Security Configuration History

8.5.8 – Do not use group, shared, or generic accounts and passwords.*

The Logon activity history report shows the logins used to access the database. The list will indicate whether the logins used are generic or not

8.5.9 Change user passwords at least every 90 days.*

The DDL history report shows password changes, as ALTER LOGIN <login_name> WITH PASSWORD

8.5.13 – Limit repeated access attempts by locking out the user ID after not more than six attempts.*

The Unauthorized access report shows each unsuccessful login attempt

8.5.16 – Authenticate all access to any database containing cardholder data. This includes access by applications, administrators, and all other users.*

The reports that show relevant records are Access history, DML history and DDL history. The first report shows who and when has accessed the database objects, the second one shows who and when has performed a DML operation, and the third one shows the same for DDL operations.

The Complete audit trail report shows all events that happened on all audited SQL Server instances

Complete Audit Trail

PCI Requirement 10 -Track and monitor all access to network resources and cardholder data

This requirement directly addresses security of electronic cardholder and transaction records, and network security

10.1 Establish a process for linking all access to system components (especially access done with administrative privileges such as root) to each individual user.*

In other words – it’s advised to have audit trails enabled and active. Once the auditing is set properly, it shouldn’t be changed without a documented request. The Audit settings history report shows the auditing setting changes. Unexpected changes should be investigated, as they can lead to incomplete audit trails, and thus violate compliance requests

Audit Settings History report

10.2 Implement automated audit trails for all system components to reconstruct the following events:

10.2.1 All individual accesses to cardholder data*

The reports that show adequate records are Logon activity history and Access history

10.2.2 All actions taken by any individual with root or administrative privileges*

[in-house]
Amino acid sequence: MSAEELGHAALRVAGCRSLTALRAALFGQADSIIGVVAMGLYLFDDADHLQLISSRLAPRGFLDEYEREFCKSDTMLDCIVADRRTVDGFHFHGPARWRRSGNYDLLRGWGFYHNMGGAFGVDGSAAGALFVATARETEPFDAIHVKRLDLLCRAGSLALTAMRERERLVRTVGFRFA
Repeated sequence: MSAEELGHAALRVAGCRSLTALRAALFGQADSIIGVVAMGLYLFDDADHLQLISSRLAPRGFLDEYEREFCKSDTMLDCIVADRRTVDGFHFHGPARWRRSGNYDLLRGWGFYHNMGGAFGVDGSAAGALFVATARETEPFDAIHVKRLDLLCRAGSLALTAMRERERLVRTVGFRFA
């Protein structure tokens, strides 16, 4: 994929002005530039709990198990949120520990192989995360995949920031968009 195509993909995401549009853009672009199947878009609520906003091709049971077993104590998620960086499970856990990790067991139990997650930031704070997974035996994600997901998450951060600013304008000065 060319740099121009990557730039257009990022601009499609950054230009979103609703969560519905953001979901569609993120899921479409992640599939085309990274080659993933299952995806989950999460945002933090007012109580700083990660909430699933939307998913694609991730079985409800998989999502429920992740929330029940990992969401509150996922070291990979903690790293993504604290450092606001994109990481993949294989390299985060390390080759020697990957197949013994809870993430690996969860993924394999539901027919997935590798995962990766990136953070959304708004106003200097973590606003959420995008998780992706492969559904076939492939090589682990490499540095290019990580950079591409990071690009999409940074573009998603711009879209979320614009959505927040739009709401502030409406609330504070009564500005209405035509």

The Access history report shows who accessed what, when and what changes were made

10.2.4 Invalid logical access attempts*

The Unauthorized access report shows this information

Unauthorized access report

10.2.6 Initialization of the audit logs*

Not only clearing of audit logs, but any modification of the audit logs will be reported as potential tempering. The Data integrity verification option in ApexSQL Audit GUI provides full details on any potential tampering

10.2.7 Creation and deletion of system-level objects*

The DDL History report shows the information about all created and deleted objects.

10.3 Record at least the following audit trail entries for all system components for each event:

10.3.1 User identification

10.3.2 Type of event

10.3.3 Date and time

10.3.4 Success or failure indication

10.3.5 Origination of event

10.3.6 Identity or name of affected data, system component, or resource*

All of the above audit trail entries are captured by ApexSQL Audit

10.5 Secure audit trails so they cannot be altered

10.5.1 Limit viewing of audit trails to those with a job-related need.*

All audit records are saved in the ApexSQL Audit central repository database on a SQL Server instance. Access to the database and reports are available only to the users who are granted sufficient permissions

10.5.2 Protect audit trail files from unauthorized modifications.*

ApexSQL Audit uses a tamper-evident central repository. Any modification of the audited data is reported

10.5.3 Promptly back up audit trail files to a centralized log server or media that is difficult to alter.*

All trail information is stored in the ApexSQL Audit central repository database. The data cannot be accessed or altered unless a user has enough privileges on the database and its tables. Even if the records are altered, it’s difficult to keep it unnoticed; any change of the audit trail will be detected and reported as tampering

Requirement 12: Maintain a policy that addresses information security for all personnel

12.2 – Develop daily operational security procedures that are consistent with requirements in this specification (for example, user account maintenance procedures, and log review procedures)

12.5.2 Monitor and analyze security alerts and information, and distribute to appropriate personnel

12.5.4 Administer user accounts, including additions, deletions, and modifications

12.5.5 Monitor and control all access to data*

ApexSQL Audit reports listed above can be filtered to show only daily activity and thus provide all the information requested by daily operational security procedures

Compliance with PCI is a must for every company that handles credit card information. Use ApexSQL Audit to have a complete audit trail of your SQL Server instances and databases, and have the reports ready for PCI compliance assessors

* PCI Security Standards Council Payment Card Industry (PCI) Data Security Standard

September 28, 2013